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Home » blog » Gladys Knight & The Pips: “Midnight Train to Georgia” and “I Heard It Through the Grapevine”
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Gladys Knight & The Pips: “Midnight Train to Georgia” and “I Heard It Through the Grapevine”

Here is the beginning of the band’s Wikipedia profile:

Gladys Knight & The Pips were an R&B/soul family musical act from Atlanta, Georgia, active from 1953 to 1989. The group was best known for their string of hit singles on Motown’s “Soul” record label and Buddah Records from 1967 to 1975, including “I Heard It Through the Grapevine” (1967) and “Midnight Train to Georgia” (1973). The longest-lived incarnation of the act featured Gladys Knight on lead vocals, with The Pips, who included her brother Merald “Bubba” Knight and their cousins Edward Patten and William Guest, as backup singers. Continue Reading…

Here is the group’s two biggest hits: Above is Midnight Train to Georgia and below is I Heard it Through the Grapevine. Here is Knight’s site.

Here’s What’s Here

The Daily Music Break explores every genre of music, from hip hop to opera. It's simple: Boundaries are dumb. It's all good. Here is more about the site and here is our index:

--A Tribe Called Quest to The Dick Hyman Trio (In other words, A to H)

--Indigo Girls to Queen Ida (I to Q)

--Radiohead to ZZ Top (R to Z)

Reading Music

The stories of the great bands and musicians are fascinating. Musicians as a group are brilliant, but often troubled. The combination of creativity and drama makes for great reading.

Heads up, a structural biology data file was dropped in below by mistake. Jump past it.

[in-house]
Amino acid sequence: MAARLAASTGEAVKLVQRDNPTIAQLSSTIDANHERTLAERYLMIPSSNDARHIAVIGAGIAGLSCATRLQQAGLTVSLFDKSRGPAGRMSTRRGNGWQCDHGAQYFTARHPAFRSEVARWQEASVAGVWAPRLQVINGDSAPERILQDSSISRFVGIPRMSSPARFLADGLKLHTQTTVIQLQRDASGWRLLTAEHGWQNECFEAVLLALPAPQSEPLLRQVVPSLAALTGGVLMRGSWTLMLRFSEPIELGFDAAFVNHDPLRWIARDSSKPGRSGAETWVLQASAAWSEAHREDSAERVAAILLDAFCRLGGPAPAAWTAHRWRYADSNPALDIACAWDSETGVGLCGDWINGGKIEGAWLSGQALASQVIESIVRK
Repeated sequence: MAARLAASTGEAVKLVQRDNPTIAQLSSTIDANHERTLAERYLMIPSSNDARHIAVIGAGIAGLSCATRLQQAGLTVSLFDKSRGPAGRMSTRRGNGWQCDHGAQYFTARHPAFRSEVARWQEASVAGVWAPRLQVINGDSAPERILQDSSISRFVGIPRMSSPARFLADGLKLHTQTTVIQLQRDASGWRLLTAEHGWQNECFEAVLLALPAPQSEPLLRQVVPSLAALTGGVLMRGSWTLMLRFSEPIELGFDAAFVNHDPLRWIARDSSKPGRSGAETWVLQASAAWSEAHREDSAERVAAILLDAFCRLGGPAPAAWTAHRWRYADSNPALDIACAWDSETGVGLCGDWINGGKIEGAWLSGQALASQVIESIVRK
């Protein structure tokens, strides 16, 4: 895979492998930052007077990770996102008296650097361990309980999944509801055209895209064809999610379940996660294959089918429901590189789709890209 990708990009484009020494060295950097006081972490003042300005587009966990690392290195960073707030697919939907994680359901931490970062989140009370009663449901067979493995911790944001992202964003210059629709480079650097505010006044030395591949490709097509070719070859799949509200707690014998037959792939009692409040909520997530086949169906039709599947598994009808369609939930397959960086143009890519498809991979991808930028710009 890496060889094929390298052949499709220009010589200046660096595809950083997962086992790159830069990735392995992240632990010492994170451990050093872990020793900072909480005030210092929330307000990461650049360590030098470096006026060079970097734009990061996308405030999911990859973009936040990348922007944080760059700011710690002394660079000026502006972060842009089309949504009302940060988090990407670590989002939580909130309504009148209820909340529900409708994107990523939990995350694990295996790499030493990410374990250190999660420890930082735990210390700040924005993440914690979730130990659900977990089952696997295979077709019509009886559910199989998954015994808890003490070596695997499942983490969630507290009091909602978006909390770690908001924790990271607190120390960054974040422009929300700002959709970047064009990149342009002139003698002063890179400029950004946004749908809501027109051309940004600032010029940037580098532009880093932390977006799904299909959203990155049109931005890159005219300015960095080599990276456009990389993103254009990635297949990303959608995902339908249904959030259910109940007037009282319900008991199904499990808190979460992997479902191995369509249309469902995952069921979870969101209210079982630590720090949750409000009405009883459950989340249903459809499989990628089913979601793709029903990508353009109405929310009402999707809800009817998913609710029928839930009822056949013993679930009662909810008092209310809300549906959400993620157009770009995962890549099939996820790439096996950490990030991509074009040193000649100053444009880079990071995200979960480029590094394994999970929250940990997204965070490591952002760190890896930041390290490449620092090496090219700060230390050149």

Here are some books to check out.

Duke Ellington brought class, sophistication and style to jazz which, until that point, was proudly unpolished and raucous. His story is profound. The author, Terry Teachout, also wrote "Pops," the acclaimed bio of Louis Armstrong. Click here or on the image.

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What else is there to say? Here is the story behind every song written by The Beatles. Click here or on the image.

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The Grateful Dead don't get enough credit for the profound nature of its lyrics. Many of the band's songs are driven by a deep and literate Americana ("I'm Uncle Sam/That's who I am/Been hidin' out/In a rock and roll band" and "Majordomo Billy Bojangles/Sit down and have a drink with me/What's this about Alabama/Keeps comin' back to me?").

David Dodd's exhaustive study tells the story, song by song. Click here or on the image.

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